Talbott, Strobe
December 1979
Foreign Affairs;1979 Special Issue, Vol. 58 Issue 3
Academic Journal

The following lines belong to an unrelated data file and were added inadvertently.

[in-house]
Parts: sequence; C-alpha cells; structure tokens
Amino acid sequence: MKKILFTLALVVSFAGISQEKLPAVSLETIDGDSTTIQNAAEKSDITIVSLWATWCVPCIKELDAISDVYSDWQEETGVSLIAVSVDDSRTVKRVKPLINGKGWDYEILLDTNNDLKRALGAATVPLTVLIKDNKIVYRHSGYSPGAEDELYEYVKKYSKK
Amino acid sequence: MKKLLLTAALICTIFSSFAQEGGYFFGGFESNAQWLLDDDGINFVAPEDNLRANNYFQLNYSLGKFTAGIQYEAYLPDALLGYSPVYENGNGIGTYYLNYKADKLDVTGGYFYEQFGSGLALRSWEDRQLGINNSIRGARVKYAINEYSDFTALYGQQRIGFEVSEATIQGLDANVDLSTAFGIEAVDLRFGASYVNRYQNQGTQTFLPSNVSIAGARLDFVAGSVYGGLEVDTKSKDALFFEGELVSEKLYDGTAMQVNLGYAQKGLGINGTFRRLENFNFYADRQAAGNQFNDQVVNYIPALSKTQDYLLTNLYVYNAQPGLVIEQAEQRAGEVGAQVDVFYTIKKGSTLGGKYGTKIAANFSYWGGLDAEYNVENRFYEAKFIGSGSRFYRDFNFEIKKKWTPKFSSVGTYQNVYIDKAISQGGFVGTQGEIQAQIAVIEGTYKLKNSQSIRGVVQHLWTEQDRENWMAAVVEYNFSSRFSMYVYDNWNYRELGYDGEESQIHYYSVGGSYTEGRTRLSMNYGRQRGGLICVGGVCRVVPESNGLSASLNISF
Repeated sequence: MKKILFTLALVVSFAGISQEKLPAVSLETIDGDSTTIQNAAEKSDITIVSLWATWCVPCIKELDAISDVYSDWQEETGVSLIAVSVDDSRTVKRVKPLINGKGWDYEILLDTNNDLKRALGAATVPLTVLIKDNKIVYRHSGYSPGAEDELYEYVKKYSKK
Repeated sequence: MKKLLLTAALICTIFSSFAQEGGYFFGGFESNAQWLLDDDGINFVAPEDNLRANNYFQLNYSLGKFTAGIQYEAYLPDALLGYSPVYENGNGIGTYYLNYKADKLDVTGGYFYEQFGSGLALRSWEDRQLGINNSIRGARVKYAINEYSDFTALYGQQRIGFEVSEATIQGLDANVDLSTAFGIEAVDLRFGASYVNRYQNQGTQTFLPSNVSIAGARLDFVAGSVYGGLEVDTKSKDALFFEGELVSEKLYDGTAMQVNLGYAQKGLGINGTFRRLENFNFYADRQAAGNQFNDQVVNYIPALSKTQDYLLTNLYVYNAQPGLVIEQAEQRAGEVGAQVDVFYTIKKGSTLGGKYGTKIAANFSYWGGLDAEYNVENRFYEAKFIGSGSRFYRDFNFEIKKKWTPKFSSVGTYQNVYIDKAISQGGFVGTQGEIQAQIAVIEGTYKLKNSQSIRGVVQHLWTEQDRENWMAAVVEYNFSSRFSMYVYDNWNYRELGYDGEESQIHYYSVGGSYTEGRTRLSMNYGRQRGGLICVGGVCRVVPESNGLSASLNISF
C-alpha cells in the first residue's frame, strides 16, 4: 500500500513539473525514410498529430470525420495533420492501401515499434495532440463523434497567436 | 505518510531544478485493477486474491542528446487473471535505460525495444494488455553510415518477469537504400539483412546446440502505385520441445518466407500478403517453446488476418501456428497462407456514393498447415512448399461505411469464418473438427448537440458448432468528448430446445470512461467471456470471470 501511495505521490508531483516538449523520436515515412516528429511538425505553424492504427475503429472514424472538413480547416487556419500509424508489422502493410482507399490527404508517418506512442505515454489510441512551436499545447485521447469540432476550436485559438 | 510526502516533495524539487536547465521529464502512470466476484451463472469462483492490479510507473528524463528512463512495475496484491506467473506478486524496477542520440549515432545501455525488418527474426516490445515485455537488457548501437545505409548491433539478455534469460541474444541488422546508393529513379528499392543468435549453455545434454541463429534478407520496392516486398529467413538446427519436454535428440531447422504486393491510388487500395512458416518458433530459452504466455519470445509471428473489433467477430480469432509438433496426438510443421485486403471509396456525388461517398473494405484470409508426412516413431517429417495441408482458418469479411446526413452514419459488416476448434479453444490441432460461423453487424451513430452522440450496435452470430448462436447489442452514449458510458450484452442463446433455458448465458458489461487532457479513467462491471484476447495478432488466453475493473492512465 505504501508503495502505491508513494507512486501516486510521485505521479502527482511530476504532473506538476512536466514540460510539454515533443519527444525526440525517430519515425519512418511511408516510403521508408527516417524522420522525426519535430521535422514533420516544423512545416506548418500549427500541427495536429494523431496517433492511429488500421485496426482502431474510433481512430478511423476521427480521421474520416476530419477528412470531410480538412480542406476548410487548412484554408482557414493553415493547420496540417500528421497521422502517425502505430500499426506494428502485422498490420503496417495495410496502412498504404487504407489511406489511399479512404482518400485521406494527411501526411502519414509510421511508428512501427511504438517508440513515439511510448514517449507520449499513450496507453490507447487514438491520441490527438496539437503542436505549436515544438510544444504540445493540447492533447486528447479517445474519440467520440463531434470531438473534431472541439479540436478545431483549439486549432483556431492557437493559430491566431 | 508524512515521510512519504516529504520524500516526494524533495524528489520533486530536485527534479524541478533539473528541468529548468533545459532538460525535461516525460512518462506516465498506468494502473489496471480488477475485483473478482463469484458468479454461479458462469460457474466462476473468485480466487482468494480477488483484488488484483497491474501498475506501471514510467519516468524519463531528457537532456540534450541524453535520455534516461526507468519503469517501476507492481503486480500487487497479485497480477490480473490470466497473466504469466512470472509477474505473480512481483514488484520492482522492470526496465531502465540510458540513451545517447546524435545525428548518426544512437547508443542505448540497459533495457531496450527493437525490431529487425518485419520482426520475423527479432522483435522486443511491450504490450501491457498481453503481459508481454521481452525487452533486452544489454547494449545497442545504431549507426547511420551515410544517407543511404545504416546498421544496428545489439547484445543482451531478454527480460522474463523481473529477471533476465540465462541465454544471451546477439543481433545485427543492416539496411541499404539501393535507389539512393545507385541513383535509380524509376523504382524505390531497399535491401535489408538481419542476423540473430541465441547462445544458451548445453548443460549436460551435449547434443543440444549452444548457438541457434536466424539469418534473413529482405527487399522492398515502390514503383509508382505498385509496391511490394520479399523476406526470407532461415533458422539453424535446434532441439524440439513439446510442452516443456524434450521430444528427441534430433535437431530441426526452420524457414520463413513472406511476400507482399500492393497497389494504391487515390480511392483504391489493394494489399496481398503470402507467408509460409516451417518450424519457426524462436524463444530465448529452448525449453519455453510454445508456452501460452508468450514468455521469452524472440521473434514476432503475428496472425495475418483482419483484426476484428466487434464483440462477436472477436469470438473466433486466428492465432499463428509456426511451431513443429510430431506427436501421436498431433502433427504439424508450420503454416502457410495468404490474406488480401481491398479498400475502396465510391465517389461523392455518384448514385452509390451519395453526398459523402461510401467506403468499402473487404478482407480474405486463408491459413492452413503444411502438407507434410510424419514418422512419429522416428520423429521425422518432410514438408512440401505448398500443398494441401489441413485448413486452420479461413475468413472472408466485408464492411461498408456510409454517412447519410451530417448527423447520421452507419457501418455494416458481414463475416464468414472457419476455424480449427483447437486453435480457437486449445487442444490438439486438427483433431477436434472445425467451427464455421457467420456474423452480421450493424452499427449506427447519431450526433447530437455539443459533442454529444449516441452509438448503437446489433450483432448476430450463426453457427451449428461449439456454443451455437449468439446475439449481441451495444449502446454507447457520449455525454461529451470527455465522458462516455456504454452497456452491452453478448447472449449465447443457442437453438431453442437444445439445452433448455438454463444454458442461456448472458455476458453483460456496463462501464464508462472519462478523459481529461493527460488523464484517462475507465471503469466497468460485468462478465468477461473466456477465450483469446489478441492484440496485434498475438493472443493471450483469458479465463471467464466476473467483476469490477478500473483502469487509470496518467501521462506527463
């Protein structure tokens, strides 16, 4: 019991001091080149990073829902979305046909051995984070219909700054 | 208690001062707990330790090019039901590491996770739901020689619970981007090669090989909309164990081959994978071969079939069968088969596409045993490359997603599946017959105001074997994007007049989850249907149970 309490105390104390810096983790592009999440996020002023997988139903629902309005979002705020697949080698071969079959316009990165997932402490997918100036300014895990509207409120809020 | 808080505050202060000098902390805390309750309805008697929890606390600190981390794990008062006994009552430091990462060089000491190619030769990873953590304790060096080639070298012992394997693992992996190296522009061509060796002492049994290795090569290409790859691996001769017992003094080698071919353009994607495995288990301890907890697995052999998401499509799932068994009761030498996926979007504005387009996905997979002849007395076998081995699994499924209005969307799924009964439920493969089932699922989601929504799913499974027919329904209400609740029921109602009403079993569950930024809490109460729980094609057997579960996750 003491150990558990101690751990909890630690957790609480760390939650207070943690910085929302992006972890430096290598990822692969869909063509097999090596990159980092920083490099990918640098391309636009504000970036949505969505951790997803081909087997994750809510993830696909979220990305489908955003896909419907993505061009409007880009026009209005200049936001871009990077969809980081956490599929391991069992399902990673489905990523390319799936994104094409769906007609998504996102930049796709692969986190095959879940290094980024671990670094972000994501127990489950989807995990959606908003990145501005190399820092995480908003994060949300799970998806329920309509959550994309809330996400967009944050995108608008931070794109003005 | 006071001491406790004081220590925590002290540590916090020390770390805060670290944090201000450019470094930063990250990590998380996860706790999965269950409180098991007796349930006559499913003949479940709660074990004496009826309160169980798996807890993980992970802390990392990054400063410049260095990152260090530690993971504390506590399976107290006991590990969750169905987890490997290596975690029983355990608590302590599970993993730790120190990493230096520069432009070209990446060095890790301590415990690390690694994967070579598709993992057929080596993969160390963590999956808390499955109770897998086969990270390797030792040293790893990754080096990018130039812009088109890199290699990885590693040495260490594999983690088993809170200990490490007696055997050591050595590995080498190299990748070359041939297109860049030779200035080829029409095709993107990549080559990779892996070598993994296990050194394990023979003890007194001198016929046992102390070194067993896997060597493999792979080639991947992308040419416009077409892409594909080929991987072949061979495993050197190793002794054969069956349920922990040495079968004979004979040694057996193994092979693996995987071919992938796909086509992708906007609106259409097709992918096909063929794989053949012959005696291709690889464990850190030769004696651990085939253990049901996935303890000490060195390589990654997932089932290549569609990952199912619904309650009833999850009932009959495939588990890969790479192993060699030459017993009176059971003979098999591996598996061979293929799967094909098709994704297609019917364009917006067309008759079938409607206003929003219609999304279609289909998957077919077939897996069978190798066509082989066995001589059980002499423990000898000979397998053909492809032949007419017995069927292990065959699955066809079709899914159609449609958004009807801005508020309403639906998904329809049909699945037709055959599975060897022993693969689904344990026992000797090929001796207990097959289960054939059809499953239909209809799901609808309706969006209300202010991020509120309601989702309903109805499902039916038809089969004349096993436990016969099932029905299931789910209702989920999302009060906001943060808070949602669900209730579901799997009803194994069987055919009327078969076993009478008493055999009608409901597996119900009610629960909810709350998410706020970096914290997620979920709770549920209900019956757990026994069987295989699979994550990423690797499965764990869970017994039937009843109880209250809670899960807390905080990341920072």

This article presents information regarding relation between the U.S. and the Soviet Union. There have been few good years in Soviet-U.S. relations, and those that may have seemed relatively good at the time tend, in retrospect, to be distinguished more by false hopes and missed opportunities than by genuine and lasting improvements. Either that, or they ate memorable to historians writing now for reasons that were largely overlooked by commentators writing then 1933, when the U.S. ended its snub of the Bolsheviks and recognized the Soviet government, also saw the promulgation of the Second Five-Year Plan and the consolidation of Stalinist totalitarianism, hardly an auspicious turning point for the world 1941, when the U.S. and the Soviet Union suddenly found themselves allies, was a dark hour in a world war that their common enemy seemed to be winning. Having gone from bad to worse all year long, Soviet-U.S. relations plummeted into a full-blown crisis in the final days of 1979 and the first days of 1980, when the Soviet Union invaded Afghanistan and the U.S. retaliated with an array of diplomatic protests, economic sanctions and political threats. But that crisis, sudden and dramatic as it seemed had been building for along time.


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